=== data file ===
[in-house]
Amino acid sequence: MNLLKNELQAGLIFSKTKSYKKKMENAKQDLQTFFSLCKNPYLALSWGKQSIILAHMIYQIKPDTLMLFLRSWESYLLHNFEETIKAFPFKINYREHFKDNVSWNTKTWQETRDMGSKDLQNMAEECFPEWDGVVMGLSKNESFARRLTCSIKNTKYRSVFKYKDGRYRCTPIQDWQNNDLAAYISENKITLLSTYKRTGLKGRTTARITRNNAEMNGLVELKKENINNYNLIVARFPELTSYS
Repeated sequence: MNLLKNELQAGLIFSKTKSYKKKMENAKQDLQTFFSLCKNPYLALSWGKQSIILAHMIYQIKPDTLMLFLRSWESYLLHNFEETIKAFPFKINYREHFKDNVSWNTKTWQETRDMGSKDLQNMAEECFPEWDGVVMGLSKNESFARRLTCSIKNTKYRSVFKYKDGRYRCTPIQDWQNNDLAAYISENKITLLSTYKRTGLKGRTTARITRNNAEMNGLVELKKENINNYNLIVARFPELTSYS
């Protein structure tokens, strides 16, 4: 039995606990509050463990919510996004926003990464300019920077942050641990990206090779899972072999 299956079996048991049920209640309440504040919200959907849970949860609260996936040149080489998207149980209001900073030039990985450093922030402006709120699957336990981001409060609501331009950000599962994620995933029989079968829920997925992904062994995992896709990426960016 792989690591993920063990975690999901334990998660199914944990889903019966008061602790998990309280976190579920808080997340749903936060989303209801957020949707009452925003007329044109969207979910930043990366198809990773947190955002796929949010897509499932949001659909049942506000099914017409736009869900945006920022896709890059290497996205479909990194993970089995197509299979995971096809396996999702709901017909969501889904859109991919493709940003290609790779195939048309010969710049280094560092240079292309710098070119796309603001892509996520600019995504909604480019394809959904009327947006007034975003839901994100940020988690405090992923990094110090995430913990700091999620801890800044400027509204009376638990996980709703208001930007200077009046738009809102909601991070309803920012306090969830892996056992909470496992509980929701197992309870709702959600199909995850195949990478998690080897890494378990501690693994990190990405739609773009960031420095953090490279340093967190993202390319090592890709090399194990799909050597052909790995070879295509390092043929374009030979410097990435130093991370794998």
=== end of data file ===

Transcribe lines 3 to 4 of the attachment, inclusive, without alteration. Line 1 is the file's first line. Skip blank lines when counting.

Repeated sequence: MNLLKNELQAGLIFSKTKSYKKKMENAKQDLQTFFSLCKNPYLALSWGKQSIILAHMIYQIKPDTLMLFLRSWESYLLHNFEETIKAFPFKINYREHFKDNVSWNTKTWQETRDMGSKDLQNMAEECFPEWDGVVMGLSKNESFARRLTCSIKNTKYRSVFKYKDGRYRCTPIQDWQNNDLAAYISENKITLLSTYKRTGLKGRTTARITRNNAEMNGLVELKKENINNYNLIVARFPELTSYS
């Protein structure tokens, strides 16, 4: 039995606990509050463990919510996004926003990464300019920077942050641990990206090779899972072999 299956079996048991049920209640309440504040919200959907849970949860609260996936040149080489998207149980209001900073030039990985450093922030402006709120699957336990981001409060609501331009950000599962994620995933029989079968829920997925992904062994995992896709990426960016 792989690591993920063990975690999901334990998660199914944990889903019966008061602790998990309280976190579920808080997340749903936060989303209801957020949707009452925003007329044109969207979910930043990366198809990773947190955002796929949010897509499932949001659909049942506000099914017409736009869900945006920022896709890059290497996205479909990194993970089995197509299979995971096809396996999702709901017909969501889904859109991919493709940003290609790779195939048309010969710049280094560092240079292309710098070119796309603001892509996520600019995504909604480019394809959904009327947006007034975003839901994100940020988690405090992923990094110090995430913990700091999620801890800044400027509204009376638990996980709703208001930007200077009046738009809102909601991070309803920012306090969830892996056992909470496992509980929701197992309870709702959600199909995850195949990478998690080897890494378990501690693994990190990405739609773009960031420095953090490279340093967190993202390319090592890709090399194990799909050597052909790995070879295509390092043929374009030979410097990435130093991370794998």